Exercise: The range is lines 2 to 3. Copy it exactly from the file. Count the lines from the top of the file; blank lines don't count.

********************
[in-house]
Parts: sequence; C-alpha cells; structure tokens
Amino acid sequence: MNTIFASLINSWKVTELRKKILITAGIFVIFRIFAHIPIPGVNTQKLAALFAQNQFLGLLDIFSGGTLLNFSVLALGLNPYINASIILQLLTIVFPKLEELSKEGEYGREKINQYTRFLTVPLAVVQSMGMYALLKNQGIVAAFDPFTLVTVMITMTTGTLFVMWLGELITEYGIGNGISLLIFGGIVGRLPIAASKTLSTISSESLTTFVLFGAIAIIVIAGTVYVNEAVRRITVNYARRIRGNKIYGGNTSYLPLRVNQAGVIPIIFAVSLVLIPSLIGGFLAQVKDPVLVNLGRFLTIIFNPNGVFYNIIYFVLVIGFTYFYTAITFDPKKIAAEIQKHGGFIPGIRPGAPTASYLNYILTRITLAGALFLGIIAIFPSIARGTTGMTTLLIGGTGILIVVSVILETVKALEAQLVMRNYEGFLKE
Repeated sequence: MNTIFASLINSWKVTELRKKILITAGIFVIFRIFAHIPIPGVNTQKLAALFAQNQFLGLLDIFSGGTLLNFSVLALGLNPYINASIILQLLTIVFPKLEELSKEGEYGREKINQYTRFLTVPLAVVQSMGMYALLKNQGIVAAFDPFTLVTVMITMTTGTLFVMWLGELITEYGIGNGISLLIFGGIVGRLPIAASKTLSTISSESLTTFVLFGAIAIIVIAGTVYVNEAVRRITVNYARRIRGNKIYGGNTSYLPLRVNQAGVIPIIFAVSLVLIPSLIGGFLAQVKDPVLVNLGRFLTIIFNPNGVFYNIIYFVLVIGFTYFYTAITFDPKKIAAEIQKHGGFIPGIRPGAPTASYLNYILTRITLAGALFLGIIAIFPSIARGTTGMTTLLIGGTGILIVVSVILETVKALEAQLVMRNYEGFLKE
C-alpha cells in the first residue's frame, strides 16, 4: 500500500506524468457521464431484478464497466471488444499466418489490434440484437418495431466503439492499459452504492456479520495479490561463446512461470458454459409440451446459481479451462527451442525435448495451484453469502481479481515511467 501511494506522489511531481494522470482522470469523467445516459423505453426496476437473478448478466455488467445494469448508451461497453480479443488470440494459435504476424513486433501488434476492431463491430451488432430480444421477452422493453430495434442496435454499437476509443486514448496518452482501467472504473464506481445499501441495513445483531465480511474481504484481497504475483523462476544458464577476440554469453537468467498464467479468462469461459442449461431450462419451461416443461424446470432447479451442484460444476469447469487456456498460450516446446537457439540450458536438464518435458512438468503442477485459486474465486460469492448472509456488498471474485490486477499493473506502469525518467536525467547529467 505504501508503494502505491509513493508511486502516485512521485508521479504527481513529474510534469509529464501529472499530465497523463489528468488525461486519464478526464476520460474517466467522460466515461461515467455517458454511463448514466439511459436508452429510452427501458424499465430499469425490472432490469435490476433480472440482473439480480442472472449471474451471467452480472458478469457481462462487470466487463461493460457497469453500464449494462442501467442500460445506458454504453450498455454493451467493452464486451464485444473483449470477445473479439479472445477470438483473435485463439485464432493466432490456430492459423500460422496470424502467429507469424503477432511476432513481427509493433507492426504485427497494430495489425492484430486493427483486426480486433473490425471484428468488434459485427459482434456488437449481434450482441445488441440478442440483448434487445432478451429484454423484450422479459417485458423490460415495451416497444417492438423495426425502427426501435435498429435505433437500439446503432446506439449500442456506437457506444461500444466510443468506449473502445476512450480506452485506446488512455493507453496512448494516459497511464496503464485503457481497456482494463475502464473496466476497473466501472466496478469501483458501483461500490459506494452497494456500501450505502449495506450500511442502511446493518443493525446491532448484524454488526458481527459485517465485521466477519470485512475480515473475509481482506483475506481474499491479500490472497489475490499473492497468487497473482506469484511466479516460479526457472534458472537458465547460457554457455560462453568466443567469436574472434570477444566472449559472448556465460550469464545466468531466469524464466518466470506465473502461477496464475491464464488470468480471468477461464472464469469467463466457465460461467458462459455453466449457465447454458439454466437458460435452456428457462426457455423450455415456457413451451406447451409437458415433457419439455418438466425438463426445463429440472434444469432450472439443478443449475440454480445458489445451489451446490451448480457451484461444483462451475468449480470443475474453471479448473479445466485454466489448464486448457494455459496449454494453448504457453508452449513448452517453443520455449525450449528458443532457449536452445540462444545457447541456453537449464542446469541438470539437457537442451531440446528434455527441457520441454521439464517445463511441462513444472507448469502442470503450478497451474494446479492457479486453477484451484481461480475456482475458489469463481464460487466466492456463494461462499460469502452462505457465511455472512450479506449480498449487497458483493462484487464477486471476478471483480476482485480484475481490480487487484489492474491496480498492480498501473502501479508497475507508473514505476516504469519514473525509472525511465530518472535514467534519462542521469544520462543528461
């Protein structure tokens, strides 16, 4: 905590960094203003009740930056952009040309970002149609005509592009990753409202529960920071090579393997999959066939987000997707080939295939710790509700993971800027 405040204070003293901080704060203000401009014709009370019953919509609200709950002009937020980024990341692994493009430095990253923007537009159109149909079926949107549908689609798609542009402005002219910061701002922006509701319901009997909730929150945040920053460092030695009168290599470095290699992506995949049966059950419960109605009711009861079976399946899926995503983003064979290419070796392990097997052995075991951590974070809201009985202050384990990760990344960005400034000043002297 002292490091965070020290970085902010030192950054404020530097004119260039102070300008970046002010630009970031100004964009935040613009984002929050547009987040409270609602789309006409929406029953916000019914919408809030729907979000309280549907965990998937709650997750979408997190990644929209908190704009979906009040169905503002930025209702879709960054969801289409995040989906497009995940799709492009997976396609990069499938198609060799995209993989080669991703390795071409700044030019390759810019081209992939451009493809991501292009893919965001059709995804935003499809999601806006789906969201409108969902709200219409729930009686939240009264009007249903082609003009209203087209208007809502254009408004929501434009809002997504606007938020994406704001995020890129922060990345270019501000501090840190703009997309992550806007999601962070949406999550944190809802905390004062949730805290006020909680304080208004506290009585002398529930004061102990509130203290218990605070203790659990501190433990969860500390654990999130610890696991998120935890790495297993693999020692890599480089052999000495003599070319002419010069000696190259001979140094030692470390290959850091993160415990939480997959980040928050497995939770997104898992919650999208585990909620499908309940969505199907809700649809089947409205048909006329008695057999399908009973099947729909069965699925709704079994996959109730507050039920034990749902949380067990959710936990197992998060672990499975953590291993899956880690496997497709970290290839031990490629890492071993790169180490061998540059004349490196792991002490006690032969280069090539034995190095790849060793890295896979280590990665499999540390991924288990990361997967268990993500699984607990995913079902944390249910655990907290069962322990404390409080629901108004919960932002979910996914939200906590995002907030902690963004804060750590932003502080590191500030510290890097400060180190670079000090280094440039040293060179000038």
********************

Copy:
Parts: sequence; C-alpha cells; structure tokens
Amino acid sequence: MNTIFASLINSWKVTELRKKILITAGIFVIFRIFAHIPIPGVNTQKLAALFAQNQFLGLLDIFSGGTLLNFSVLALGLNPYINASIILQLLTIVFPKLEELSKEGEYGREKINQYTRFLTVPLAVVQSMGMYALLKNQGIVAAFDPFTLVTVMITMTTGTLFVMWLGELITEYGIGNGISLLIFGGIVGRLPIAASKTLSTISSESLTTFVLFGAIAIIVIAGTVYVNEAVRRITVNYARRIRGNKIYGGNTSYLPLRVNQAGVIPIIFAVSLVLIPSLIGGFLAQVKDPVLVNLGRFLTIIFNPNGVFYNIIYFVLVIGFTYFYTAITFDPKKIAAEIQKHGGFIPGIRPGAPTASYLNYILTRITLAGALFLGIIAIFPSIARGTTGMTTLLIGGTGILIVVSVILETVKALEAQLVMRNYEGFLKE